McHenry: Well, look, half the NASCAR teams are in my district. Dale Earnhardt Jr. is a constituent. Dale Jarrett. So I don't know, you don't really have a litmus test on that. I think when you meet the right girl, you know. At least that's what all my friends tell me.
The most recent case of puff piece coverage when scandal erupts came after Roll Call gave McHenry a well-deserved slapdown for his numerous financial irregularities.
When I saw that The Hill had done an article, I figured they were doing some kind of follow-up, right? Hah. No, The Hill posted an embarrassingly naive piece over how he's recently hired a whole new staff of young people who have little experience.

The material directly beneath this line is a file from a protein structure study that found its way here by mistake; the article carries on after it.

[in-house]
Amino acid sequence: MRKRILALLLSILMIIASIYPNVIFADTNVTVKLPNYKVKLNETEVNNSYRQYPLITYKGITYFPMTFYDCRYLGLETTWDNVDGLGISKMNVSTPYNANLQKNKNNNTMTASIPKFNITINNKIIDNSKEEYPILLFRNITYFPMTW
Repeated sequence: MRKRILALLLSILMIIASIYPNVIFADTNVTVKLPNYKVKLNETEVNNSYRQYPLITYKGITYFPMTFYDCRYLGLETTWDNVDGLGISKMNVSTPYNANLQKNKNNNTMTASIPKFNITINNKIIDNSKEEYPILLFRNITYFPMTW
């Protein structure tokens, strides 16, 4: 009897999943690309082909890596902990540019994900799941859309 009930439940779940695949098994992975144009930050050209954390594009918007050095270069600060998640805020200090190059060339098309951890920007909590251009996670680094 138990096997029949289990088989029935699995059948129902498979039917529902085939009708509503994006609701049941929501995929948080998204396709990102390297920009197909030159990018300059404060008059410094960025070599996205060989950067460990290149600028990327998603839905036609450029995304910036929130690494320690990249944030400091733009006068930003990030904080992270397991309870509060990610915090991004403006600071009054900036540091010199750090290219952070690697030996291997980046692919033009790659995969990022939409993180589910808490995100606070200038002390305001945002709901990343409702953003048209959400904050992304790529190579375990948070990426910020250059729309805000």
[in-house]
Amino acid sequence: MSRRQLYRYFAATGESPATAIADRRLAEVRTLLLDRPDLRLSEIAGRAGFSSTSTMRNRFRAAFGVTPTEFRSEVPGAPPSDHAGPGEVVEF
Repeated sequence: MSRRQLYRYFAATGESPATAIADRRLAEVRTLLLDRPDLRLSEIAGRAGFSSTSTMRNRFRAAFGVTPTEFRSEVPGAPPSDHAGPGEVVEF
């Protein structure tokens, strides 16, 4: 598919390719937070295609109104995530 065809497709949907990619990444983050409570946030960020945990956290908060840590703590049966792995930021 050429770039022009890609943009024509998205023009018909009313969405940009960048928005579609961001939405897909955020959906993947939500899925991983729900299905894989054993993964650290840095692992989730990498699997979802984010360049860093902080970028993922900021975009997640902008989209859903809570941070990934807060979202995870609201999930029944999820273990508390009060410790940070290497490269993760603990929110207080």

No mention why his previous staff might have left his scandal-ridden incumbency. They apparently didn't notice that as a southerner it's kind of odd to hire people from Massachusetts and Arizona. I bet the unemployed from his district would find that interesting. But then to talk about how hard it is for him to find staff, they would have to mention that no one with any experience or intelligence would want his name on their resume. So, of course he had to go to the far corners of the country to find some naive evangelicals who will most likely abandon him after the first sex party.
In the wake of last month’s office shake-up, four young aides assumed new positions on Rep. Patrick McHenry’s (R-N.C.) Capitol Hill team.And one can't help but notice that Pat prefers them under 25. I'm sure no one in the traditional or "mainstream" media wants to touch that with a ten-foot pole . . . or even a keyboard.